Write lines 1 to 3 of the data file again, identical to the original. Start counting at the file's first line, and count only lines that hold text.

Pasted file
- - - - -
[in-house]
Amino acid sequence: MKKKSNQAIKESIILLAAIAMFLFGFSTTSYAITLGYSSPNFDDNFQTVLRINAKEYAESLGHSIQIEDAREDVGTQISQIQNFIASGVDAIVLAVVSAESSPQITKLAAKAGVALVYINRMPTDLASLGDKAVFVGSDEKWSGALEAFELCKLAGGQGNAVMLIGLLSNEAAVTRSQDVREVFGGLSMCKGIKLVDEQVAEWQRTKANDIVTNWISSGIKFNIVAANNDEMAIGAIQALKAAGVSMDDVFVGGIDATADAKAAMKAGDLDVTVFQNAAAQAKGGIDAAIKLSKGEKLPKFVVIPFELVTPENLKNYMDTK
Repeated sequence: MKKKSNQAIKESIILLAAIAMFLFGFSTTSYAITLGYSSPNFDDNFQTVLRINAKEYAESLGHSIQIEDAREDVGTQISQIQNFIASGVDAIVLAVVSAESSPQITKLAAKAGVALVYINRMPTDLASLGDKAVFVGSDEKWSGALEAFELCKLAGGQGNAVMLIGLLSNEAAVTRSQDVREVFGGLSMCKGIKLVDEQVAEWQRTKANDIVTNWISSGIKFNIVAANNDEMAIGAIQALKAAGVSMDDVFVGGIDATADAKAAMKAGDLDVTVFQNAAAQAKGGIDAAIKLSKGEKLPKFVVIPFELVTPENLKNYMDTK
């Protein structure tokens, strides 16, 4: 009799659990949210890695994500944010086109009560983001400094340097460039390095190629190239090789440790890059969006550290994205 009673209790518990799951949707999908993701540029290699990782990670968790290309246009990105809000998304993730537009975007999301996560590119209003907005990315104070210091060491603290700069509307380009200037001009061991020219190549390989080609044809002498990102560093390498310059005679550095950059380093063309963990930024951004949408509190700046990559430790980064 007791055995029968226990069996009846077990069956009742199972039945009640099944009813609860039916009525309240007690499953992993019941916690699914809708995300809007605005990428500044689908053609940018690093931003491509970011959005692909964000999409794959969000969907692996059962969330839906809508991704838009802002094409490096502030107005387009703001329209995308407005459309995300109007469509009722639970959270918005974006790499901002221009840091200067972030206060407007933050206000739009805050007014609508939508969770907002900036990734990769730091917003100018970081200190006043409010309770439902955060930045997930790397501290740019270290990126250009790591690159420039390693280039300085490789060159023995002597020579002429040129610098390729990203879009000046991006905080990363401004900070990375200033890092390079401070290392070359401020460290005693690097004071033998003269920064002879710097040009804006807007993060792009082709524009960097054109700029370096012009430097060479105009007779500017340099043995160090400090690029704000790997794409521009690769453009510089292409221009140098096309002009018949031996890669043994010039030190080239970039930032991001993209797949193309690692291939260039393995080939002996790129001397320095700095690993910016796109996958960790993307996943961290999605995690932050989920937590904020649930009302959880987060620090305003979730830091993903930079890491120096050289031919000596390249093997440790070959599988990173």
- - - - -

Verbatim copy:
[in-house]
Amino acid sequence: MKKKSNQAIKESIILLAAIAMFLFGFSTTSYAITLGYSSPNFDDNFQTVLRINAKEYAESLGHSIQIEDAREDVGTQISQIQNFIASGVDAIVLAVVSAESSPQITKLAAKAGVALVYINRMPTDLASLGDKAVFVGSDEKWSGALEAFELCKLAGGQGNAVMLIGLLSNEAAVTRSQDVREVFGGLSMCKGIKLVDEQVAEWQRTKANDIVTNWISSGIKFNIVAANNDEMAIGAIQALKAAGVSMDDVFVGGIDATADAKAAMKAGDLDVTVFQNAAAQAKGGIDAAIKLSKGEKLPKFVVIPFELVTPENLKNYMDTK
Repeated sequence: MKKKSNQAIKESIILLAAIAMFLFGFSTTSYAITLGYSSPNFDDNFQTVLRINAKEYAESLGHSIQIEDAREDVGTQISQIQNFIASGVDAIVLAVVSAESSPQITKLAAKAGVALVYINRMPTDLASLGDKAVFVGSDEKWSGALEAFELCKLAGGQGNAVMLIGLLSNEAAVTRSQDVREVFGGLSMCKGIKLVDEQVAEWQRTKANDIVTNWISSGIKFNIVAANNDEMAIGAIQALKAAGVSMDDVFVGGIDATADAKAAMKAGDLDVTVFQNAAAQAKGGIDAAIKLSKGEKLPKFVVIPFELVTPENLKNYMDTK